Columbus

Almost nobody really knows very much about Columbus, but almost everybody knows that they admire or hate him – until a few years ago it was mostly admiration; today it is mostly hate. Until a few decades ago, Columbus was venerated. We sang songs about him in grade school – “In 1492, Columbus sailed the ocean blue …” and lots of things, cities and whole countries were named for him.

These days, Columbus is seen as a racist, imperialist and … well you know the litany. He didn’t deserve all the admiration and most of it was based on myth. He also doesn’t deserve all the opprobrium, also mostly based on myth, or rather base on how people feel today about lots of other issues.

The story we learned about the heroic & iconoclastic Columbus was wrong. In school (and maybe more from popular cartoons) we learned that people back then thought the world was flat; this is flat wrong. Educated people in Europe knew the world was round. The Greeks had estimated the size of the globe in the 3rd Century BC and they were very close. The way that Columbus differed from this consensus was that he thought the world was smaller and that he could cross the western sea and get to the east.

Had Columbus not discovered America in 1492, somebody else would have soon done it. The time was ripe. A word about discovery. Vikings had been to America hundreds of years earlier and there is speculation that Basque fishermen made more of less regular visits to the coasts, searching for cod. Of course, people were living in America for 12,000 years. They knew they were somewhere.

What Columbus did was put America on a world map. Well, he didn’t, but it soon was, and his voyages connected the old and the new worlds permanently. This is why he was admired and now is hated. Columbus’ voyage marked the birth of the modern world and the first globalization.

There is no evidence that space aliens have ever visited earth and I think there is a good chance that none every will. Even assuming alien life exists, distances are too great and the laws of physics too strict to allow the travel. And I am glad of this. If aliens ever get to earth, we humans are finished. If they get here, it implies a superior technology, and likely superior military capacity. Whenever people with higher technology have encountered those with lower levels, it has not gone well for the ones behind. This is not merely the lesson of humanity. It is also the basis of natural evolution. We can hope that aliens would be different but that would be the triumph of hope over experience.

This was the lesson from America, but it was a lesson for human encounters since the invention of … anything. Farmers displaced hunters; they could breed faster. People with bronze weapons displaced those with stone and were subsequently replaced by those who mastered iron working. People who could use horses and invented chariots conquered those who ran on human legs.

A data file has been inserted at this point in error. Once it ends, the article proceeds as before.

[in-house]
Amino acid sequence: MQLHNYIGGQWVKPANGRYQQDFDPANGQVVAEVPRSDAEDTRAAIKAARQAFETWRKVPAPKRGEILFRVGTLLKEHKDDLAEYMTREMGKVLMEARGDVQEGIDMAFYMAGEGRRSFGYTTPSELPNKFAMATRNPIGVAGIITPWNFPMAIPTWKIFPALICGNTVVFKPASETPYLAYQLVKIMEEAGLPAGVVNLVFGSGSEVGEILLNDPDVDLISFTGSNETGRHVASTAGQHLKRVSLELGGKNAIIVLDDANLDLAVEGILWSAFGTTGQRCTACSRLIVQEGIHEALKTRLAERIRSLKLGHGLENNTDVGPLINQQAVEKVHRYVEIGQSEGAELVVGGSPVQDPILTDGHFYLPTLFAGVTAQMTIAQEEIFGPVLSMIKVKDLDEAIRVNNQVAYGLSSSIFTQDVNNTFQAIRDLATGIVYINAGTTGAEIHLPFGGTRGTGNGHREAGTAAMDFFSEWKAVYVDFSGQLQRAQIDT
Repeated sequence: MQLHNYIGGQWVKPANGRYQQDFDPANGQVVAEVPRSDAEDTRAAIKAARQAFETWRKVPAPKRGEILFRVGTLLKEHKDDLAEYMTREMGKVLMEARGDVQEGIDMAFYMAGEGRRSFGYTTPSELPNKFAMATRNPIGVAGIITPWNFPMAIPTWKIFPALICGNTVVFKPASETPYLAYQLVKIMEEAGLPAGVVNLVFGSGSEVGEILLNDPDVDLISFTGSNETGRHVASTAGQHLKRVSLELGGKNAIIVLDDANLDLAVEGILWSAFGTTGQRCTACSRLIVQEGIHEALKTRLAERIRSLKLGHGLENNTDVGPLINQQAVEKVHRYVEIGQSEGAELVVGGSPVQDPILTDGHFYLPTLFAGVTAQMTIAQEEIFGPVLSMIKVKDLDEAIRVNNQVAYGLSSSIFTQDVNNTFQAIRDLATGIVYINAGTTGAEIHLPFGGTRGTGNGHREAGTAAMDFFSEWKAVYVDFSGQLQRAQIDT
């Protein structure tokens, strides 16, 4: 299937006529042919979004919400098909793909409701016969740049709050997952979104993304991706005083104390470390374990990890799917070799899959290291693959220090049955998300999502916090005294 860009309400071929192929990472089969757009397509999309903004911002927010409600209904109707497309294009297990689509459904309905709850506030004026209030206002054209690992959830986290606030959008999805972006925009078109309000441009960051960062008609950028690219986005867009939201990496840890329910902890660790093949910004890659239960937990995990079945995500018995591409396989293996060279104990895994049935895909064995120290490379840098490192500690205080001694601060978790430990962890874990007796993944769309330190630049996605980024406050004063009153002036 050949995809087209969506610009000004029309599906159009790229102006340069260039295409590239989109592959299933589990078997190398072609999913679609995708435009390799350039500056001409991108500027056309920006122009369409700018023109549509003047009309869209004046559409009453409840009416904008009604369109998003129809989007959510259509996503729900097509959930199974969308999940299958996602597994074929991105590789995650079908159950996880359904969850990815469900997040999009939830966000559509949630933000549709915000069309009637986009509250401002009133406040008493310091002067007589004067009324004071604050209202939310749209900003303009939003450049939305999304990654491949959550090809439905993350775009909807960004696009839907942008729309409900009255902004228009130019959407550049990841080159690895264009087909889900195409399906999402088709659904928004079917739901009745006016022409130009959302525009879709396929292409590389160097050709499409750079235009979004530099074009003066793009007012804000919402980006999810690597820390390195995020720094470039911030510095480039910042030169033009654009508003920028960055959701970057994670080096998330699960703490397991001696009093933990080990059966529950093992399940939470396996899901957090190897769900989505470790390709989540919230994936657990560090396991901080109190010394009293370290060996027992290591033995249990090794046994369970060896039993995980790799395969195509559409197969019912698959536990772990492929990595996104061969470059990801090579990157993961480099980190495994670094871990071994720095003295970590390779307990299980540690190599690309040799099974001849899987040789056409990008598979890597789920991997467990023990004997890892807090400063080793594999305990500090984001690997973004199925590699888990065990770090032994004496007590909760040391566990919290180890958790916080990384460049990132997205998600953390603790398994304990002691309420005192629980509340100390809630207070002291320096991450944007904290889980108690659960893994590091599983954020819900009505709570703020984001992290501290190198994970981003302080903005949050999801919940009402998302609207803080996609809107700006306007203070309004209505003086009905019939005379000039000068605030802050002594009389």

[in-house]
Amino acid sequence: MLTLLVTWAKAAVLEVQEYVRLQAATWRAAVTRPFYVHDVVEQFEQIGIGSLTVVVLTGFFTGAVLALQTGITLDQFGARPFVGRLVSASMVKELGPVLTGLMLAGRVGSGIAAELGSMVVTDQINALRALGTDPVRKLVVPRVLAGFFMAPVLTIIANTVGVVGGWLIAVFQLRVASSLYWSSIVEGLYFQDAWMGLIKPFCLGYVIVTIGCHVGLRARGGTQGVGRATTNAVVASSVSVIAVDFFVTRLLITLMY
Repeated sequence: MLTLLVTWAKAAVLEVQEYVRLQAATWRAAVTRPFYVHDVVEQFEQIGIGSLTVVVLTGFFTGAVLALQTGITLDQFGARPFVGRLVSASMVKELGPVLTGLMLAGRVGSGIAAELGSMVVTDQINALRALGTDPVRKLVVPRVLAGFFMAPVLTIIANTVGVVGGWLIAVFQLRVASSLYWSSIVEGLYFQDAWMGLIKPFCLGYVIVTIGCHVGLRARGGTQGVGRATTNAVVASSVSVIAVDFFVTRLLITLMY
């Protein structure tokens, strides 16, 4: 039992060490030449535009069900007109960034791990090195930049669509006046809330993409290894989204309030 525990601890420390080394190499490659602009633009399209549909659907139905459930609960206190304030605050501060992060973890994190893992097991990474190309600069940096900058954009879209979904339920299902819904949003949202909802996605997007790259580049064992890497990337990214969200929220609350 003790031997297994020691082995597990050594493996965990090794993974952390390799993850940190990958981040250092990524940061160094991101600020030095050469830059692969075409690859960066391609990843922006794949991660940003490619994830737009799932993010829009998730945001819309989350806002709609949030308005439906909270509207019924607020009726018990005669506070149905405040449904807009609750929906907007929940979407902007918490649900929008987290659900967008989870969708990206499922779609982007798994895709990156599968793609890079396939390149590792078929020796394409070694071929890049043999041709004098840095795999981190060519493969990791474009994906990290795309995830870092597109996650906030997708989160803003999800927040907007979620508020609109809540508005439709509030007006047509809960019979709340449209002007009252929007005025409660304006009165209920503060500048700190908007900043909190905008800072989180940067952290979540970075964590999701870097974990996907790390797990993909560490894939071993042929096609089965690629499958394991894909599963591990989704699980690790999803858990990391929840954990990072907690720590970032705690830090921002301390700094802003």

Pre-Columbian American had been fighting and displacing each other for millennia. Incas had conquered nearby people and formed an effective empire and the Aztecs were running what was essentially a predatory terror state, but Europeans with their guns, germs, steel, horses and more complicated organizations were a quantum leap. In the course of only a few generations, everything changed, and I mean everything – people, plants, animals, even microbes, insects and earthworms.

Blame Columbus

The Spanish still revere Columbus and in Seville is a monument to him and the cathedral features Columbus’s putative burial place. I add the adjective because there is some dispute about Columbus’ final resting place. The most plausible contender beyond Seville is the Dominican Republic. They had remains that they say are Columbus. The Seville remains have been checked for DNA. These remains are related to Columbus’s father and son, so I think we can give good odds that at least part of Columbus is contained in that coffin you see in the picture. The Dominican Columbus has not been tested for DNA. It is possible that part of Columbus might be there too.

They had the macabre habit in those days of revering parts of famous or saintly people. It was the old idea of relics. I think it bad manners to revere parts of somebody. Many churches had pieces of the “true cross” or milk from Mary. How they would have obtained the original is a question nobody answered or even usually asked. One skeptical historian quipped that if you assembled all the wood from the true cross held in all the churches in Christendom, you could build the Royal Navy and if you pooled all the milk of Mary, you could float it.

My opinion of Columbus? He was a visionary man of his times, i.e. the late middle ages. He acted much like people of his times were expected to act. I am glad that he “discovered” America, because I am glad I live here. The world is a lot better now than it was during his time. I don’t praise or blame him for that.

First picture is the Columbus memorial in Madrid. Next is his tomb. His mortal remains are in that stone sarcophagus.

Picture # 3 is an upside down map of the Mediterranean. It has south on the top because it is meant to show where the Spanish fleet set out to defeat fight the Turks. The Spanish and allies from Venice and Naples defeated the Turks at the battle of Lepanto in the biggest navel engagement since classical times. It was one of history’s key battles, but I bet most Americans never heard of it.

Penultimate picture is a Seville street scene. I don’t know what the last picture is. I just thought it a cool picture.

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